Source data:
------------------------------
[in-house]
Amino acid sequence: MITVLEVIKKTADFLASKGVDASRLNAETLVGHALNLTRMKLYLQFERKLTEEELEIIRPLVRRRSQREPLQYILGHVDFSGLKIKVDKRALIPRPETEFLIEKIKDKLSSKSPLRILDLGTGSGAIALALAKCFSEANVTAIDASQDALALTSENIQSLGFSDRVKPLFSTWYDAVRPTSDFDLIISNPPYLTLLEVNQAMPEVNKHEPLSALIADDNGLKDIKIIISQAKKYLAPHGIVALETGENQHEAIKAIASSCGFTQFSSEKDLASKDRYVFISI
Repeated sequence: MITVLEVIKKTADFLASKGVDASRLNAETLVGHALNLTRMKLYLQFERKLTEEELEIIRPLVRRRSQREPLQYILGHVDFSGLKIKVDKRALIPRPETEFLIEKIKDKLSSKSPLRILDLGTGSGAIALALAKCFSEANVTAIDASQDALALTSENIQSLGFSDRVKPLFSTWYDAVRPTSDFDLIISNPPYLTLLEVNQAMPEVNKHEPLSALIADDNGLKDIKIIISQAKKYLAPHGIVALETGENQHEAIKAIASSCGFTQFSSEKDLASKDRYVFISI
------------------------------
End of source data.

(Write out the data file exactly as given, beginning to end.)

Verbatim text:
[in-house]
Amino acid sequence: MITVLEVIKKTADFLASKGVDASRLNAETLVGHALNLTRMKLYLQFERKLTEEELEIIRPLVRRRSQREPLQYILGHVDFSGLKIKVDKRALIPRPETEFLIEKIKDKLSSKSPLRILDLGTGSGAIALALAKCFSEANVTAIDASQDALALTSENIQSLGFSDRVKPLFSTWYDAVRPTSDFDLIISNPPYLTLLEVNQAMPEVNKHEPLSALIADDNGLKDIKIIISQAKKYLAPHGIVALETGENQHEAIKAIASSCGFTQFSSEKDLASKDRYVFISI
Repeated sequence: MITVLEVIKKTADFLASKGVDASRLNAETLVGHALNLTRMKLYLQFERKLTEEELEIIRPLVRRRSQREPLQYILGHVDFSGLKIKVDKRALIPRPETEFLIEKIKDKLSSKSPLRILDLGTGSGAIALALAKCFSEANVTAIDASQDALALTSENIQSLGFSDRVKPLFSTWYDAVRPTSDFDLIISNPPYLTLLEVNQAMPEVNKHEPLSALIADDNGLKDIKIIISQAKKYLAPHGIVALETGENQHEAIKAIASSCGFTQFSSEKDLASKDRYVFISI